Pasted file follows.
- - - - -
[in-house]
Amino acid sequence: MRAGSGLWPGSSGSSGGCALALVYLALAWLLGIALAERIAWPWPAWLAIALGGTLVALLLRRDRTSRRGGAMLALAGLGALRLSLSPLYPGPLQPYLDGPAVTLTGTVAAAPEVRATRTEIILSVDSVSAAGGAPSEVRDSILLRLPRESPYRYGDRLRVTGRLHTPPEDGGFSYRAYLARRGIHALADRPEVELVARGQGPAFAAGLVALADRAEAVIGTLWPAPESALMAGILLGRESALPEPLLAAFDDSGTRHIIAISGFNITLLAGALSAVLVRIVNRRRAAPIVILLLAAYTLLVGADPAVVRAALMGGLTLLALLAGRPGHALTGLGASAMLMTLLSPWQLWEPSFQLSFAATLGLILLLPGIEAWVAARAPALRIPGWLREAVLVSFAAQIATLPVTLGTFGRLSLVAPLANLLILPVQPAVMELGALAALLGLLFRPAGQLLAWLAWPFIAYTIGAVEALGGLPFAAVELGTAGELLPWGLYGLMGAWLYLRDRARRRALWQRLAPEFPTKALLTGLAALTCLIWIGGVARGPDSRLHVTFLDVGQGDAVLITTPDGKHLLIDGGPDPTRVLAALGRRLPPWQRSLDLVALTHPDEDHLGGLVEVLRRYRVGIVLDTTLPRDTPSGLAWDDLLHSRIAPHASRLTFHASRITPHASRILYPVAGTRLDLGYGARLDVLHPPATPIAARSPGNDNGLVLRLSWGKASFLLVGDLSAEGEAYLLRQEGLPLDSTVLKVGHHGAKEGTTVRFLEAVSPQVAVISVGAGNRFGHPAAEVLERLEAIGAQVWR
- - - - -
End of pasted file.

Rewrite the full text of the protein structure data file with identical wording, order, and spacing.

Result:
[in-house]
Amino acid sequence: MRAGSGLWPGSSGSSGGCALALVYLALAWLLGIALAERIAWPWPAWLAIALGGTLVALLLRRDRTSRRGGAMLALAGLGALRLSLSPLYPGPLQPYLDGPAVTLTGTVAAAPEVRATRTEIILSVDSVSAAGGAPSEVRDSILLRLPRESPYRYGDRLRVTGRLHTPPEDGGFSYRAYLARRGIHALADRPEVELVARGQGPAFAAGLVALADRAEAVIGTLWPAPESALMAGILLGRESALPEPLLAAFDDSGTRHIIAISGFNITLLAGALSAVLVRIVNRRRAAPIVILLLAAYTLLVGADPAVVRAALMGGLTLLALLAGRPGHALTGLGASAMLMTLLSPWQLWEPSFQLSFAATLGLILLLPGIEAWVAARAPALRIPGWLREAVLVSFAAQIATLPVTLGTFGRLSLVAPLANLLILPVQPAVMELGALAALLGLLFRPAGQLLAWLAWPFIAYTIGAVEALGGLPFAAVELGTAGELLPWGLYGLMGAWLYLRDRARRRALWQRLAPEFPTKALLTGLAALTCLIWIGGVARGPDSRLHVTFLDVGQGDAVLITTPDGKHLLIDGGPDPTRVLAALGRRLPPWQRSLDLVALTHPDEDHLGGLVEVLRRYRVGIVLDTTLPRDTPSGLAWDDLLHSRIAPHASRLTFHASRITPHASRILYPVAGTRLDLGYGARLDVLHPPATPIAARSPGNDNGLVLRLSWGKASFLLVGDLSAEGEAYLLRQEGLPLDSTVLKVGHHGAKEGTTVRFLEAVSPQVAVISVGAGNRFGHPAAEVLERLEAIGAQVWR